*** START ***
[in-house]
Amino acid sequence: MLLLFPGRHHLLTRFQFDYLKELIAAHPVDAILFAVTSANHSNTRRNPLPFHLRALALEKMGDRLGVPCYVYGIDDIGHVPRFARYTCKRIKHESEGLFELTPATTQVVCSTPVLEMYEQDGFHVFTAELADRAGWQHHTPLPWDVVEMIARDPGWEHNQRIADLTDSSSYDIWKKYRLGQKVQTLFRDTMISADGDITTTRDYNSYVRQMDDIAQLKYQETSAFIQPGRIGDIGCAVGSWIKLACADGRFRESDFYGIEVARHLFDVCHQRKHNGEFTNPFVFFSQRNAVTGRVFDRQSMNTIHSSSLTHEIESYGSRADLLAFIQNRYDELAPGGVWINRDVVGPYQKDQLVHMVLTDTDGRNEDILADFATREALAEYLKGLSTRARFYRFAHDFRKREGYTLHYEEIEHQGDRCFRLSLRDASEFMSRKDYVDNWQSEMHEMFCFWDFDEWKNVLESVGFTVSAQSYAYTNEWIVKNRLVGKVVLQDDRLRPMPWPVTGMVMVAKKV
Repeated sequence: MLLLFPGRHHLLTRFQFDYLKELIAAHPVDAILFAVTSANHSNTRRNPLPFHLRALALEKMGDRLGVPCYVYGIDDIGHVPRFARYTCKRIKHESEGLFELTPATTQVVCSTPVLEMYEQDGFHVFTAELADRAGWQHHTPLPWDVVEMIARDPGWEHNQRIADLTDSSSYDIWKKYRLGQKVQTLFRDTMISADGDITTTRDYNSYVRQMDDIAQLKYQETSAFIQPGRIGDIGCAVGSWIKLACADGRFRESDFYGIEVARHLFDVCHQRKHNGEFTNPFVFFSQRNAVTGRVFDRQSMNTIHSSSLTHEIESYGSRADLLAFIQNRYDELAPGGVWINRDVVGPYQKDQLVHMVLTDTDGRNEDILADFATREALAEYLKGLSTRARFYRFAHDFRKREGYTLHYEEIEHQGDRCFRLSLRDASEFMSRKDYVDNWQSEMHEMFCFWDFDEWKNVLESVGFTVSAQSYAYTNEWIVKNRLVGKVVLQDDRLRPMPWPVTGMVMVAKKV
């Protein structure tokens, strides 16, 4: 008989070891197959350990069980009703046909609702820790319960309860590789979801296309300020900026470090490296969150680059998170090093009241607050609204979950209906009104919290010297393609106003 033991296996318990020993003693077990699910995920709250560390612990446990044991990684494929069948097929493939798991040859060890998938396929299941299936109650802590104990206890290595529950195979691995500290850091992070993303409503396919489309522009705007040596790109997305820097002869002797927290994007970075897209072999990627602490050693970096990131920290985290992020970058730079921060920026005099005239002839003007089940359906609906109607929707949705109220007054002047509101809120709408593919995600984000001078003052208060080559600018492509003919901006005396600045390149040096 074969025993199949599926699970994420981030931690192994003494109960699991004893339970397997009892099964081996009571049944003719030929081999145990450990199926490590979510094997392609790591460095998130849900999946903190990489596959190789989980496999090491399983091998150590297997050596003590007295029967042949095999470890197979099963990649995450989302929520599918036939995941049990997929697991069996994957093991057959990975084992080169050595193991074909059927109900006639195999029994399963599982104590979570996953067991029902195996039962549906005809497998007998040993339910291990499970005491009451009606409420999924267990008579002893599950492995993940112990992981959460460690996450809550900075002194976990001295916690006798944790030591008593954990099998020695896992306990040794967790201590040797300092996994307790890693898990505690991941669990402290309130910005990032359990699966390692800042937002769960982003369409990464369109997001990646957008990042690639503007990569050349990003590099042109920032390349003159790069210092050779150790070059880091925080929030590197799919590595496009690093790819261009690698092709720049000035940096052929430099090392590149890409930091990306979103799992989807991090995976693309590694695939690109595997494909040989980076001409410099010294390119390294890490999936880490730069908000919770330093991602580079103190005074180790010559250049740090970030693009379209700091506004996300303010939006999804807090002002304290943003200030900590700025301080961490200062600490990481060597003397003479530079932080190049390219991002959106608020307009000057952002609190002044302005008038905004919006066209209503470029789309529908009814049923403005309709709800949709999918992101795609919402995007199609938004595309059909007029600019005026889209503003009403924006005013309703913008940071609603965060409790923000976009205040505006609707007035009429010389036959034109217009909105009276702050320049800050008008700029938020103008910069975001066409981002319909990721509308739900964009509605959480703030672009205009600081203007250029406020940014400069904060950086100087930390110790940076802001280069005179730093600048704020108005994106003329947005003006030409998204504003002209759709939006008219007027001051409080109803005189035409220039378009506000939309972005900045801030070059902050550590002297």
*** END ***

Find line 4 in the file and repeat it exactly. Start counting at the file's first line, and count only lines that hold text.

């Protein structure tokens, strides 16, 4: 008989070891197959350990069980009703046909609702820790319960309860590789979801296309300020900026470090490296969150680059998170090093009241607050609204979950209906009104919290010297393609106003 033991296996318990020993003693077990699910995920709250560390612990446990044991990684494929069948097929493939798991040859060890998938396929299941299936109650802590104990206890290595529950195979691995500290850091992070993303409503396919489309522009705007040596790109997305820097002869002797927290994007970075897209072999990627602490050693970096990131920290985290992020970058730079921060920026005099005239002839003007089940359906609906109607929707949705109220007054002047509101809120709408593919995600984000001078003052208060080559600018492509003919901006005396600045390149040096 074969025993199949599926699970994420981030931690192994003494109960699991004893339970397997009892099964081996009571049944003719030929081999145990450990199926490590979510094997392609790591460095998130849900999946903190990489596959190789989980496999090491399983091998150590297997050596003590007295029967042949095999470890197979099963990649995450989302929520599918036939995941049990997929697991069996994957093991057959990975084992080169050595193991074909059927109900006639195999029994399963599982104590979570996953067991029902195996039962549906005809497998007998040993339910291990499970005491009451009606409420999924267990008579002893599950492995993940112990992981959460460690996450809550900075002194976990001295916690006798944790030591008593954990099998020695896992306990040794967790201590040797300092996994307790890693898990505690991941669990402290309130910005990032359990699966390692800042937002769960982003369409990464369109997001990646957008990042690639503007990569050349990003590099042109920032390349003159790069210092050779150790070059880091925080929030590197799919590595496009690093790819261009690698092709720049000035940096052929430099090392590149890409930091990306979103799992989807991090995976693309590694695939690109595997494909040989980076001409410099010294390119390294890490999936880490730069908000919770330093991602580079103190005074180790010559250049740090970030693009379209700091506004996300303010939006999804807090002002304290943003200030900590700025301080961490200062600490990481060597003397003479530079932080190049390219991002959106608020307009000057952002609190002044302005008038905004919006066209209503470029789309529908009814049923403005309709709800949709999918992101795609919402995007199609938004595309059909007029600019005026889209503003009403924006005013309703913008940071609603965060409790923000976009205040505006609707007035009429010389036959034109217009909105009276702050320049800050008008700029938020103008910069975001066409981002319909990721509308739900964009509605959480703030672009205009600081203007250029406020940014400069904060950086100087930390110790940076802001280069005179730093600048704020108005994106003329947005003006030409998204504003002209759709939006008219007027001051409080109803005189035409220039378009506000939309972005900045801030070059902050550590002297």